History of blade forging in Japan
For a long time, and still, associated with the fantastical framework of its ancestral traditions, Japan experienced at the same time as Europe a process of modernization at the end of the 19th century. Custom hand forged Japanese knife Yanick Blacksmith Knife maker
The book, by historian Pierre-François Souyri, Nouvelle Histoire du Japon (New History of Japan), published by Perrin, sheds light on this period. Pierre-François Souyri is a professor at the University of Geneva where he teaches the history of Japan. A former professor at Inalco and former director of the Maison franco-japonaise, he spent many years in Japan. He is undoubtedly one of the best European historians of this country.
After the imperial restoration of 1868, at the beginning of the Meiji era, began what Japanese historiography calls the era of “civilization and enlightenment” (bunmei kaika). In Japan at that time, the main aim was to westernise Japanese mores and customs. Japan is engaged in a process of adopting behaviour in line with that of the West. For example, it became forbidden to urinate in public spaces, to trade in prints considered immoral, and nudity was outlawed. The emperor also forbade the sword in agreement with his samurai elites, who at that time rejected bushido (the code of moral principles that Japanese samurai were required to observe) because it was a retrograde savagery and a little crude. They preferred the Way of the Learned (a set of behavior where restraint, culture and self-sacrifice are emphasized). A number of samurai will convert to the business world. Others will put themselves at the service of the State by entering politics.
( Later in the 20th century, bushido will be reinterpreted by nationalist thinkers to serve the new nation-state and its national army instead of castes).
As a consequence of this reform, blacksmiths will be forced to abandon the sword forge, for lack of orders, to convert to the forging of agricultural tools and cutlery. Many of them will not survive these changes, poverty will take over their fate.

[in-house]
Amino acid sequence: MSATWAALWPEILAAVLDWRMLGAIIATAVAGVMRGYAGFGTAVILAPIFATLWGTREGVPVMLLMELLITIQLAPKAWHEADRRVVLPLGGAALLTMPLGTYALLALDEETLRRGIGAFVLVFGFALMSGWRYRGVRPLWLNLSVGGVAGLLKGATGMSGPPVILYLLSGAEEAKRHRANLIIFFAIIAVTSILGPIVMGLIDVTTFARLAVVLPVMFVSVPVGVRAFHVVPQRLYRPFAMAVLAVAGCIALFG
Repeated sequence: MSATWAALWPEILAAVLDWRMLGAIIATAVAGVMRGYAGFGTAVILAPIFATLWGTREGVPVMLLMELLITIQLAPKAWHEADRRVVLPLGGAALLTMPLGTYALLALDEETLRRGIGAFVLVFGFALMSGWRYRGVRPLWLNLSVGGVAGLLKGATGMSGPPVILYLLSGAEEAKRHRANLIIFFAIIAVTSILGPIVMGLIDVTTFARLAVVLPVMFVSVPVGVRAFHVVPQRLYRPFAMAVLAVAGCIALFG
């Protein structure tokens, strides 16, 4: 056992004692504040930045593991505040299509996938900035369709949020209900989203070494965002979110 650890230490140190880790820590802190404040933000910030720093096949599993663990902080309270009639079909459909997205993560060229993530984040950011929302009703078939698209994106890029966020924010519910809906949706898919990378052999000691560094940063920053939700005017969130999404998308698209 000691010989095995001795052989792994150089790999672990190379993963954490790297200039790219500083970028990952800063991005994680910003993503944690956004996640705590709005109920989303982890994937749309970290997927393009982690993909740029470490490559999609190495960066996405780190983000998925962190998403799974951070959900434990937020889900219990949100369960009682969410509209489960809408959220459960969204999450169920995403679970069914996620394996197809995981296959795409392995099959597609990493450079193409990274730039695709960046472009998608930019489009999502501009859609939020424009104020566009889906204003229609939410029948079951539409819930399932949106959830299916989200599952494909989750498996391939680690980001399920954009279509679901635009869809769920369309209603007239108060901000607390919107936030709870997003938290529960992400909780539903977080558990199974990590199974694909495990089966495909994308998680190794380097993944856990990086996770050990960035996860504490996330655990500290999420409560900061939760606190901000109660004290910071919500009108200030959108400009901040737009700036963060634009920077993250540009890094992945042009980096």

Custom hand forged Japanese knife
Some knife-producing cities
TAKEFU ou ECHIZEN
After merging in 2005, Takefu is now part of the city of Echizen, in the north of the Chùbu region, Fukui Prefecture.
Originally Takefu was famous for its agricultural tools thanks to a craftsman who forged high quality sickles 700 years ago. Soon knives were hammer forged and the seal of Echizen Uchi-Hamono was the number one production seal in Japan for a period of time. Many Japanese writings speak of his famous products of high quality.
City located in Shikoku Island with Kochi Prefecture.
Due to its remote geographical location, this region has developed different customs and traditions, producing blades with a unique style. The first forges were dedicated to agricultural tools and fishing. Today the knives are still hammer forged and have a rough finish called kuro-uchi.
NIIGATA et SANJO
Located in the very north of the Chùbu region.
In the 17th century, the town was revived economically thanks to the nail forge, then the blacksmiths expanded their range with agricultural tools which became very famous. The blacksmiths, from father to son, will then turn with the forging of kitchen knives replacing the tools, because of the opening of big factories.
Custom hand forged Japanese knife
Located in the center of the island in the south of the Chùbu region with Gifu prefecture.
For 800 years Seki has been a famous forge town, formerly known for its katanas, which are famous all over Japan. It is said that this art was brought to Seki by a famous blacksmith around 1200, who settled in Seki for the quality of the land, the coal and the abundance of pure water.
Today the city has become the capital of modern cutlery (unlike Sakai, the capital of traditional cutlery) with many new industries. It is here that every year the largest knife show in Japan takes place. The knives are forged with new steels, more full silk, with more western shapes.
Port city near Osaka in the Kansai region.
Originally it was for cutting tobacco leaves, produced around 1540 at the request of the Portuguese, that the first blades were produced. These cutters quickly became famous for their sharpness and Sakai was synonymous with quality.
The Sakai blacksmiths worked together from the very beginning, sharing the different manufacturing processes. It is this unique feature that Sakai blacksmiths are still named after the old families or associations of cutlers.
The town is the capital of the craft cutlery industry (unlike Seki, the capital of “modern” cutlery) with many old families and small workshops.
The knives are therefore most often traditional, carbon steel and bevelled blade, with a specificity at the level of the fitting, on some models the tang is not completely retracted.
Couteau Japonais sur mesure forgé main Yanick Forgeron Coutelier